What is Linux and why there are so many distros?
If you know Linux or have heard about Linux then probably you have also heard about Linux distros (short for distributions). Ever wondered what actually is a distro? And why there are so many of them? Well today we are gonna take a quick tour of Linux land and learn about Linux and distros.
What is Linux?
Unlike Windows or OS X Linux is not developed behind the closed curtains where a bunch of engineers and developers decide what is best for its users. Linux is literally developed by its users, thousands of programmers around the world contribute in the development of Linux. One major difference between Linux and other proprietary operating systems is its modular nature. Each part of Linux is developed and maintained separately by different communities. This sometimes leads to duplication or similar softwares with visual and/or functional differences. For example there are many file managers like Nautilus, Dolphin, etc, many desktop environments like KDE, MATE, GNOME, etc. It is up to user to choose which softwares he likes most or which community will best suit his needs.
So if there are so many softwares which essentially perform same task and are or can be part of your Linux, what makes it a “Linux”?
It is the Kernel, core part of Linux. All other projects/softwares are created to work with Linux kernel and thus are compatible with each other with a little or no modifications at all.
What is Linux distro?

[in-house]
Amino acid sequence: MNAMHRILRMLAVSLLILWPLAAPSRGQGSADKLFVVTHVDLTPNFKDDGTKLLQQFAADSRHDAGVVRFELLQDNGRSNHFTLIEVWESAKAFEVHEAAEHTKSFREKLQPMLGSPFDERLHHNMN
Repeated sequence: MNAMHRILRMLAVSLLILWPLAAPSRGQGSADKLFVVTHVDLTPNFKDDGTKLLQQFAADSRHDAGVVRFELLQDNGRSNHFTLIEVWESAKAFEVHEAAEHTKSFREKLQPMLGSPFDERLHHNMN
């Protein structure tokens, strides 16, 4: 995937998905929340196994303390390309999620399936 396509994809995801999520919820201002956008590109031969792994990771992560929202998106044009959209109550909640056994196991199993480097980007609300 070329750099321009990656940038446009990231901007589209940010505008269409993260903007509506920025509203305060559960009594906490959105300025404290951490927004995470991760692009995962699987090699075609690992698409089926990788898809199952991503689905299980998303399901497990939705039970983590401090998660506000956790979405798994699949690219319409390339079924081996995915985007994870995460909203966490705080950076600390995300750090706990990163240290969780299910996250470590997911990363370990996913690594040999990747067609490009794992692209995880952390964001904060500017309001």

Linux distro as the name suggests is a distribution of Linux. Every Linux software can be downloaded from its respective website. But then you would have to make it work with your version of Linux (version of Linux kernel) and check if it is compatible other softwares on your system. Which is not so easy for a newbie or even an experienced user, it takes lot of time figuring out software configurations and make it usable. And if there are softwares updates you would have to do it all over again. And if something breaks there’s no one you can turn to for help.
This is where software distro comes in play. A Linux distribution combines different softwares, projects, libraries and release a complete package that you can install and start using right away. Every distro also provides pre-compiled and tested softwares packages which are available onlines, called as repositories.
A typical Linux distribution comprises a Linux kernel, GNU tools and libraries, a package management system, additional softwares, documentation, a window system (the most common being the X Window System), a window manager, and a desktop environment.
Why there are so many?
Given the huge number of choices in softwares, desktops, libraries, etc it it obvious that everyone is not going to pick same option. And that’s the reason why there are so many Linux distros. Every Linux distro provides some combination of these and has different philosophie – some, like Fedora, refuse to include closed-source software, while others, like Mint, include closed-source stuff to make it easier on users. They include different default software – like how Ubuntu includes Unity, Ubuntu derivatives include other desktop environments, Fedora includes GNOME Shell, and Mint includes Cinnamon or MATE.
Some distributions are bleeding edge and won’t receive support for very long. Others, such as Ubuntu LTS or Red Hat Enterprise Linux, are designed to be stable distributions that will be supported with security updates and bug fixes for many years.
Some Linux distributions are intended for desktop computers, some for servers without a graphical interface, and others for special uses, such as home theater PCs.
Now that you know Linux a little better, would you like to give it a try?